Zoabi, Marzel back in election race, High Court rules

The decision itself was rushed due to the proximity of election day on March 17.

By
February 18, 2015 15:53
2 minute read.
Haneen Zoabi Baruch Marzel

Haneen Zoabi and Baruch Marzel . (photo credit: REUTERS,MARC ISRAEL SELLEM/THE JERUSALEM POST)

MK Haneen Zoabi (Balad) and Yahad candidate Baruch Marzel can run for the Knesset, following the High Court of Justice’s decision on Wednesday once again to override the Central Elections Committee’s disqualification of the two candidates.

The vote was 8-1 in favor of reinstating both Zoabi and Marzel: Supreme Court President Miriam Naor and justices Esther Hayot, Hanan Melcer, Yoram Danziger, Neal Hendel, Uzi Vogelman, Zvi Zilberthal and Yitzhak Amit voted for reinstatement, and Deputy Supreme Court President Elyakim Rubinstein voted against.

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The decision was expedited due to the proximity of Election Day, which is on March 17.

Last Thursday, the Central Elections Committee voted 27-6 to disqualify Zoabi from running for the Knesset, but the High Court overturned the vote on Wednesday, just as it did a similar decision ahead of the 2013 election.

The High Court’s hearing Tuesday on Zoabi’s disqualification revolved around differing interpretations of the Knesset Elections Law’s disqualification provision, which is limited to cases where there is clear proof of a candidate supporting armed conflict against the state.

Attorney Hassan Jabareen of Adalah – The Legal Center for Arab Minority Rights in Israel told the court that its December ruling against Zoabi regarding a sixmonth suspension by the Knesset on ethics issues had no bearing on the disqualification debate, since the law to disqualify is much stricter and harder to invoke. The state described Zoabi’s conduct as “very troubling,” but said that in principle it agreed with Jabareen’s argument that there was no legal basis to disqualify her.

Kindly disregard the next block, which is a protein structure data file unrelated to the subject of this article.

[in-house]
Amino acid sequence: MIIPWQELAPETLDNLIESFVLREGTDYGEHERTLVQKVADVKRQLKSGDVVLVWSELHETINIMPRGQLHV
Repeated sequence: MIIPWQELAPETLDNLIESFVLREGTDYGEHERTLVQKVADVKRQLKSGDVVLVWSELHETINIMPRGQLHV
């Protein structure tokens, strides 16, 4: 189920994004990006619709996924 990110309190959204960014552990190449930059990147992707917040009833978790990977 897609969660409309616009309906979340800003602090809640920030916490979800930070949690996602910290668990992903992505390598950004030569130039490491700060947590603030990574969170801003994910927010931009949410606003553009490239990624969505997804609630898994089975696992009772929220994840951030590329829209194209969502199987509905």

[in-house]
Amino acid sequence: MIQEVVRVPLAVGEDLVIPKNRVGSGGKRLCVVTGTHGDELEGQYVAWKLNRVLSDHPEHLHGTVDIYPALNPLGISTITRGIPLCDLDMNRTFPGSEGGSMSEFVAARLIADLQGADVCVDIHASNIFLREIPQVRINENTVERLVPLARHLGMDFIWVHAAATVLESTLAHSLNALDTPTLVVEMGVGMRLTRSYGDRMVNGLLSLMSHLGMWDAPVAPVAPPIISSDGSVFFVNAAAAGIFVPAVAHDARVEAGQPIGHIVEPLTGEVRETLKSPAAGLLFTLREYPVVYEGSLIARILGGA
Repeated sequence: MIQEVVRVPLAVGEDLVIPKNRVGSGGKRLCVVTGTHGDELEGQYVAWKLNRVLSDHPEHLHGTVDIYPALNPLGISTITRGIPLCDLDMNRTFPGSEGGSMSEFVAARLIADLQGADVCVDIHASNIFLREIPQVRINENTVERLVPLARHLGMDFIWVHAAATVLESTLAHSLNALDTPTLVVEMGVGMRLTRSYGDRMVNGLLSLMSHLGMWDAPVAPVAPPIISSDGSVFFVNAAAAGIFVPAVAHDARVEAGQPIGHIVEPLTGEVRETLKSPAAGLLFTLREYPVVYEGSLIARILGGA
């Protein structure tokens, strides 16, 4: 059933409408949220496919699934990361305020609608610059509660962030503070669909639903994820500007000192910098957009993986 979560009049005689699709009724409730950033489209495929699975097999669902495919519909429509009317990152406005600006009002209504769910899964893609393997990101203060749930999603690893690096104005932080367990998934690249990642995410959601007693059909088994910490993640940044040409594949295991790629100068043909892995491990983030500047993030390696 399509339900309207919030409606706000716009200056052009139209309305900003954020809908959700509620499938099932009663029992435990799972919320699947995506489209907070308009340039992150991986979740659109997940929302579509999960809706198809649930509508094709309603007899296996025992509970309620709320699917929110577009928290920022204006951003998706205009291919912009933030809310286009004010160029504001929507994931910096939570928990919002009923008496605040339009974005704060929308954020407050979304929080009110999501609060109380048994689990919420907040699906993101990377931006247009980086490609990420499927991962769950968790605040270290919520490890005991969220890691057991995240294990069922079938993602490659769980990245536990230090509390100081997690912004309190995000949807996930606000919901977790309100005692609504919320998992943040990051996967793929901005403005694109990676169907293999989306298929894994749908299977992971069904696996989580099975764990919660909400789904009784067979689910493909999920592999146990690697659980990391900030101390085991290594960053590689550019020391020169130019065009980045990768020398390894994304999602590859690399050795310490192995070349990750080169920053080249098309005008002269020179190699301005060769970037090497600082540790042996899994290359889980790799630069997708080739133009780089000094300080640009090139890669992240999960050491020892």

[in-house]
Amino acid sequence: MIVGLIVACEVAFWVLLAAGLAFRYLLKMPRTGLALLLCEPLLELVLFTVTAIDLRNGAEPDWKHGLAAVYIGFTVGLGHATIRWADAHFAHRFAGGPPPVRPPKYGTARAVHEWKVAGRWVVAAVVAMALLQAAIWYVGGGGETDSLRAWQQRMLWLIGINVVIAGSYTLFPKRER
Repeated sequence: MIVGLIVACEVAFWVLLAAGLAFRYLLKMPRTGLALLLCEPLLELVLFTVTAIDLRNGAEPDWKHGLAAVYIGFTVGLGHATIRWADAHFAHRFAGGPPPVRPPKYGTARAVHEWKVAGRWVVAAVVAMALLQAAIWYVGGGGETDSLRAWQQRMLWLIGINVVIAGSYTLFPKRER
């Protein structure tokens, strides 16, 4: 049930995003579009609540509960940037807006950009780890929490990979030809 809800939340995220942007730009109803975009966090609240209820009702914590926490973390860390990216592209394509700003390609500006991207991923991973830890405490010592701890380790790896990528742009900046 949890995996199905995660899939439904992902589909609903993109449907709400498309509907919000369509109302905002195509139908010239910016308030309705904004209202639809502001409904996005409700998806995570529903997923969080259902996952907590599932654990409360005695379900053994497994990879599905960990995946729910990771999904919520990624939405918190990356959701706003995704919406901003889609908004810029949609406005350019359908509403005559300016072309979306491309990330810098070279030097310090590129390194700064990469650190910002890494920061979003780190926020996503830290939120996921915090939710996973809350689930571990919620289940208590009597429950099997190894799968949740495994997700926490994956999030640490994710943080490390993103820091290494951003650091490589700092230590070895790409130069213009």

It added that the court’s precedent was that it only disqualifies “in the most exceptional of exceptional circumstances.”

Though the court reinstated Zoabi, Rubinstein appeared incensed at some of her statements, pressing the state repeatedly to give an example that would cross the line and justify disqualification.

Melcer also drew attention to Zoabi’s visit to Qatar during last summer’s war, though Jabareen retorted that Qatar was not defined as an enemy state and that it conducted trade with Israel.

Though last Thursday’s disqualification of Yahad candidate and long-time hard-right political activist Marzel has been slightly lower-profile than the Zoabi battle, it has also fueled high emotions and took center stage at the High Court following her hearing.

Marzel’s lawyer, activist Itamar Ben-Gvir, said the anti-Arab statements attributed to his client were inaccurate and out of context, and that in some cases, “he didn’t say them at all.”

Next, he said that “even if Marzel said ‘Kahane was right,’ that would not even be close” to violating the Knesset Elections Law standard for disqualification. Ben- Gvir also emphasized that Marzel had changed a lot over the years despite his earlier membership and leadership positions in the now-outlawed Kach movement.


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